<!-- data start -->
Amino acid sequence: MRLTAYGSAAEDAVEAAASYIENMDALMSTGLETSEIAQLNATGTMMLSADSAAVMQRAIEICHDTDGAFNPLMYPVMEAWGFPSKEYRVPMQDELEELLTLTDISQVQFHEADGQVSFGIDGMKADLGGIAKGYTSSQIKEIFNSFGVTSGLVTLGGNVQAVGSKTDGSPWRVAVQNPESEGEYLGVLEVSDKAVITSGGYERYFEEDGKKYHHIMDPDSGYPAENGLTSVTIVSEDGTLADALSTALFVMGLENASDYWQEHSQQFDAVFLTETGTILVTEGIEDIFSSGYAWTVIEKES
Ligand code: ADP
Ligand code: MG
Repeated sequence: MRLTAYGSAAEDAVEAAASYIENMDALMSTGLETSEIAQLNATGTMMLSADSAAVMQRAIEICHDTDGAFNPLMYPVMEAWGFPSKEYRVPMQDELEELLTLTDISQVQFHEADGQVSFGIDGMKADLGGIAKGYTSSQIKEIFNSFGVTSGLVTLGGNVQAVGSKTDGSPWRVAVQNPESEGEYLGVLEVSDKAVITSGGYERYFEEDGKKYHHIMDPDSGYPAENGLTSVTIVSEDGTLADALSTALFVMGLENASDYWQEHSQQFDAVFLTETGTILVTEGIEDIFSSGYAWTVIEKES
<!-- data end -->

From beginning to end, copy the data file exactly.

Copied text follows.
Amino acid sequence: MRLTAYGSAAEDAVEAAASYIENMDALMSTGLETSEIAQLNATGTMMLSADSAAVMQRAIEICHDTDGAFNPLMYPVMEAWGFPSKEYRVPMQDELEELLTLTDISQVQFHEADGQVSFGIDGMKADLGGIAKGYTSSQIKEIFNSFGVTSGLVTLGGNVQAVGSKTDGSPWRVAVQNPESEGEYLGVLEVSDKAVITSGGYERYFEEDGKKYHHIMDPDSGYPAENGLTSVTIVSEDGTLADALSTALFVMGLENASDYWQEHSQQFDAVFLTETGTILVTEGIEDIFSSGYAWTVIEKES
Ligand code: ADP
Ligand code: MG
Repeated sequence: MRLTAYGSAAEDAVEAAASYIENMDALMSTGLETSEIAQLNATGTMMLSADSAAVMQRAIEICHDTDGAFNPLMYPVMEAWGFPSKEYRVPMQDELEELLTLTDISQVQFHEADGQVSFGIDGMKADLGGIAKGYTSSQIKEIFNSFGVTSGLVTLGGNVQAVGSKTDGSPWRVAVQNPESEGEYLGVLEVSDKAVITSGGYERYFEEDGKKYHHIMDPDSGYPAENGLTSVTIVSEDGTLADALSTALFVMGLENASDYWQEHSQQFDAVFLTETGTILVTEGIEDIFSSGYAWTVIEKES